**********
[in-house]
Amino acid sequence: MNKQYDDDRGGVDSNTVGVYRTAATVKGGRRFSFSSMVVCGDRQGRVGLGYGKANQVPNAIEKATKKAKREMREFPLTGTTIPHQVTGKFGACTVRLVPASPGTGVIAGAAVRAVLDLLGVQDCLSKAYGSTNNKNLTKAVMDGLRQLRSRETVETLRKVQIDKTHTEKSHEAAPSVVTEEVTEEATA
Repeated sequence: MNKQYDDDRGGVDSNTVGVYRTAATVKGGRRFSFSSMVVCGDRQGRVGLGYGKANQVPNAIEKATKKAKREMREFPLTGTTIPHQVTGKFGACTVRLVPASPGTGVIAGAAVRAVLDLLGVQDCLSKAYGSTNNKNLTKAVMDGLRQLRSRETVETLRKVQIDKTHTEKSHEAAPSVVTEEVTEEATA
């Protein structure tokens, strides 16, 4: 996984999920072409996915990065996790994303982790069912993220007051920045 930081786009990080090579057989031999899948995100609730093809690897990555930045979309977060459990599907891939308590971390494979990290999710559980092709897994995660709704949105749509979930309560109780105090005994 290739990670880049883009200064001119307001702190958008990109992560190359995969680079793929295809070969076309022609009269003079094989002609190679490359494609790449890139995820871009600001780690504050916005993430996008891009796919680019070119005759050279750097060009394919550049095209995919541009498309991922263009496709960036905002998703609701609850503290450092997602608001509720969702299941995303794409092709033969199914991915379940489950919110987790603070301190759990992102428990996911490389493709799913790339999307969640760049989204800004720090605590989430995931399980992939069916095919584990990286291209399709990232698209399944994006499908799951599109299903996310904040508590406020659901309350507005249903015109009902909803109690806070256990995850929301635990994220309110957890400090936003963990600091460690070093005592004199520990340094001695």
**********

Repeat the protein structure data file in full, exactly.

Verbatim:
[in-house]
Amino acid sequence: MNKQYDDDRGGVDSNTVGVYRTAATVKGGRRFSFSSMVVCGDRQGRVGLGYGKANQVPNAIEKATKKAKREMREFPLTGTTIPHQVTGKFGACTVRLVPASPGTGVIAGAAVRAVLDLLGVQDCLSKAYGSTNNKNLTKAVMDGLRQLRSRETVETLRKVQIDKTHTEKSHEAAPSVVTEEVTEEATA
Repeated sequence: MNKQYDDDRGGVDSNTVGVYRTAATVKGGRRFSFSSMVVCGDRQGRVGLGYGKANQVPNAIEKATKKAKREMREFPLTGTTIPHQVTGKFGACTVRLVPASPGTGVIAGAAVRAVLDLLGVQDCLSKAYGSTNNKNLTKAVMDGLRQLRSRETVETLRKVQIDKTHTEKSHEAAPSVVTEEVTEEATA
């Protein structure tokens, strides 16, 4: 996984999920072409996915990065996790994303982790069912993220007051920045 930081786009990080090579057989031999899948995100609730093809690897990555930045979309977060459990599907891939308590971390494979990290999710559980092709897994995660709704949105749509979930309560109780105090005994 290739990670880049883009200064001119307001702190958008990109992560190359995969680079793929295809070969076309022609009269003079094989002609190679490359494609790449890139995820871009600001780690504050916005993430996008891009796919680019070119005759050279750097060009394919550049095209995919541009498309991922263009496709960036905002998703609701609850503290450092997602608001509720969702299941995303794409092709033969199914991915379940489950919110987790603070301190759990992102428990996911490389493709799913790339999307969640760049989204800004720090605590989430995931399980992939069916095919584990990286291209399709990232698209399944994006499908799951599109299903996310904040508590406020659901309350507005249903015109009902909803109690806070256990995850929301635990994220309110957890400090936003963990600091460690070093005592004199520990340094001695």